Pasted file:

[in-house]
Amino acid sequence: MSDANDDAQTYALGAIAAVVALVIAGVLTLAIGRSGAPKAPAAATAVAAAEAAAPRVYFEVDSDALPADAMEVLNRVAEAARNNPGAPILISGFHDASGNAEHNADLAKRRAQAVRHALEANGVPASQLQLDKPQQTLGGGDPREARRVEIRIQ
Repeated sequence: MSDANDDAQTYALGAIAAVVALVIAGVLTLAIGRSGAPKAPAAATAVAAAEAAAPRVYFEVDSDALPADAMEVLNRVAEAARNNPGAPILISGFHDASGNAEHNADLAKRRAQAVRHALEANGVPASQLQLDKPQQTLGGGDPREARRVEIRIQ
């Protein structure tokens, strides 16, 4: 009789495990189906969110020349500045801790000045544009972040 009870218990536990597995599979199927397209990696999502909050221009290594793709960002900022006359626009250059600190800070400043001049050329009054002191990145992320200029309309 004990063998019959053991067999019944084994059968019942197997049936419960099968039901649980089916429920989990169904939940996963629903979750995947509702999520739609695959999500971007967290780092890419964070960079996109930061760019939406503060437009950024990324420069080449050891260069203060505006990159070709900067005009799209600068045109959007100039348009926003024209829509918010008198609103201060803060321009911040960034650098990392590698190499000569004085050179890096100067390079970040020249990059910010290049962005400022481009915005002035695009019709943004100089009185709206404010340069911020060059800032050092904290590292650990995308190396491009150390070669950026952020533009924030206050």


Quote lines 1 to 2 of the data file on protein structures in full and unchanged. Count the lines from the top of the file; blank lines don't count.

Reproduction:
[in-house]
Amino acid sequence: MSDANDDAQTYALGAIAAVVALVIAGVLTLAIGRSGAPKAPAAATAVAAAEAAAPRVYFEVDSDALPADAMEVLNRVAEAARNNPGAPILISGFHDASGNAEHNADLAKRRAQAVRHALEANGVPASQLQLDKPQQTLGGGDPREARRVEIRIQ